Gluten-free food that’s tasty too

Calverley House

STROLL around a farmers’ market or farm shop and you’ll no doubt see signs displaying food and drink described as ‘gluten-free’.

Gluten is a mixture of two proteins found most commonly in cereal grains such as wheat, rye and barley which gives bread its elastic, squishy texture. But it can also be traced in everything from ice cream to sausages and cans of baked beans.

Gluten-free foods have become increasingly common over the past few years and are eaten by people with coeliac (pronounced see-liac) disease which is caused by the body reacting against gluten.

Symptoms include bloating, nausea, wind, tiredness and anaemia. According to Coeliac UK, a leading charity focused on the condition, it affects around one person in a hundred.

For people diagnosed as coeliacs it can be quite stressful eating out, or buying food that is not clearly labelled as such. Spending a lot of time hunting out suitable foods, that are not only gluten-free but also taste delicious, can be a challenge.

Coeliac UK organises its awareness week annually and this year’s, on all this week until May 15, launches an initiative called  the ‘Gluten Freevolution’ which runs until April 2018. It’s all about promoting access to better gluten-free food whether you’re eating out or grabbing something quick on the move.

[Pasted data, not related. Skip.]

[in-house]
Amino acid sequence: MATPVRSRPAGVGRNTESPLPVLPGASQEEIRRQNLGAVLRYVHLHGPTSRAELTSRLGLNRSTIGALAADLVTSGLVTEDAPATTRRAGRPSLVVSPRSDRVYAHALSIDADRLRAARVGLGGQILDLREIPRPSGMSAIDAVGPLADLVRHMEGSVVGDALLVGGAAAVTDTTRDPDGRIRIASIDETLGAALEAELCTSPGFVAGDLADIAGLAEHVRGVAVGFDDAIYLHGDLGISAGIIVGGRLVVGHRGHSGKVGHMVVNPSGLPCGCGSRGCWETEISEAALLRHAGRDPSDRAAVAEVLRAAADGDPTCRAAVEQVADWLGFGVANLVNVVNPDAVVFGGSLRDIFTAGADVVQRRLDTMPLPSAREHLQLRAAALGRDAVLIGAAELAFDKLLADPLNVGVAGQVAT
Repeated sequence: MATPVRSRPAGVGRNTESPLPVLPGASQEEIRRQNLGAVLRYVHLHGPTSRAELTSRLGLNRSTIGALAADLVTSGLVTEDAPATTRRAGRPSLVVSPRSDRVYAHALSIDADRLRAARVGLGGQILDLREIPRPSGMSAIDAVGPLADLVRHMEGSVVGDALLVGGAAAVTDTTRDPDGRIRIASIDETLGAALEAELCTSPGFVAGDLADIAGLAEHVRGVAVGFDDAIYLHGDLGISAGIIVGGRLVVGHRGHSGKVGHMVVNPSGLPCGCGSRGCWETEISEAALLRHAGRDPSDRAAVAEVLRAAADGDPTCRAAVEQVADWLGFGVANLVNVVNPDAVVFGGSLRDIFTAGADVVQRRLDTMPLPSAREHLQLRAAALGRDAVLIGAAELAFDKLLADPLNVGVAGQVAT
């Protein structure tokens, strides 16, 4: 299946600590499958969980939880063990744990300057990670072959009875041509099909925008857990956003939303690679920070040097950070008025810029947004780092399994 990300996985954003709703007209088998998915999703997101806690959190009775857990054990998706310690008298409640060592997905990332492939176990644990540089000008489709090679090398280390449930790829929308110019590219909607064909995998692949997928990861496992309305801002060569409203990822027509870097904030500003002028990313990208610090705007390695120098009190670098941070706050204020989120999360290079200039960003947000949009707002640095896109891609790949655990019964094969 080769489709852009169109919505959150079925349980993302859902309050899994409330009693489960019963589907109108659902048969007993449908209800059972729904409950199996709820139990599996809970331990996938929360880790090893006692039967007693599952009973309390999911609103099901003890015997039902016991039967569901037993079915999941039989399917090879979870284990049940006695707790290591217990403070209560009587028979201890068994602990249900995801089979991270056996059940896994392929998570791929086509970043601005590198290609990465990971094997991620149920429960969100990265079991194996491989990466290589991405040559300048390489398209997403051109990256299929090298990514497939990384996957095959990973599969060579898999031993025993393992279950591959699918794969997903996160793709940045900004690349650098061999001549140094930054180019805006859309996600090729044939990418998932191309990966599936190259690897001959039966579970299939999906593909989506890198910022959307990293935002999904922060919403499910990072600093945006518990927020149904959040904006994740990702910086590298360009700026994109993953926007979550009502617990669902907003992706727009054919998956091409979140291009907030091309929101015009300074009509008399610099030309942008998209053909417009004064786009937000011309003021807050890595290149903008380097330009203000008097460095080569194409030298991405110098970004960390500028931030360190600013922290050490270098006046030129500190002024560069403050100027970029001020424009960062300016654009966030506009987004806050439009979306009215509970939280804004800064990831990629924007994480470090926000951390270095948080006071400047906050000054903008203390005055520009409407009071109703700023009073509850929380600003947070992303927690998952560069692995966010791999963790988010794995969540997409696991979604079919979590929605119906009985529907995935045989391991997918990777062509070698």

For example, the charity has launched an app called the Gluten Free Food Checker, which enables users to search for thousands of food products suitable for a gluten-free diet. The app also has a barcode scanner, lists ingredients and nutritional information for products and includes readymade product lists.

The only treatment for the condition is a gluten-free diet, and while lots of bread, cakes and battered and breaded foods may be off the menu, there are many including meat, fish, fruit, vegetables, rice and potatoes that do not contain gluten. And also plenty of gluten-free flours are now available so sufferers don’t miss out on foods such as scotch eggs, pizza bases and muffins.

Avril Barrow, of The Quality Cake Company, based just south of Tunbridge Wells in Flimwell, is a regular stallholder at the Tunbridge Wells Farmers’ Market and she says demand for gluten and dairy-free cakes, brownies and other baked treats at her stall is soaring.

“Over the past few years my customers have started buying far more gluten-free cakes and are always excited when they see the range of food they can taste and buy. My best sellers at the moment are brownies, macaroons, cookies and raspberry and almond cakes.”

Gluten-free products are also available from The Fat Carrot, Little Brittany, Marshmallow Heaven, McCarthy’s Bakery and Let’s Go Without.


Berry yoghurt crisp pots

Try this tempting gluten-free dessert as a delicious alternative

What you need:

15g / ½ oz desiccated coconut

2tbsp macadamia nuts, chopped

2tbsp cashew nuts, chopped

1tbsp pumpkin seeds

50g/ 1 ¾ oz Nairn’s gluten free porridge oats

½ tsp ground cinnamon

1tbsp olive oil

2tbsp apple juice

60g / 2oz fresh blueberries

60g / 2oz fresh raspberries

75g / 3oz strawberries, sliced

150g / 5oz Natural yogurt

What you do: 

  1. Place the coconut, nuts, seeds and oats in a bowl. Sprinkle over the ground cinnamon. Pour in the oil and apple juice and stir to combine.
  2. Heat a non-stick frying pan and add the oat mixture. Toast over a low heat for 5 minutes stirring frequently until golden brown. Allow to cool.
  3. Mix the berries together in a small bowl.
  4. Spoon the berries into four glasses or bowl and top with a spoonful of yogurt. Sprinkle over the oat mixture and serve.

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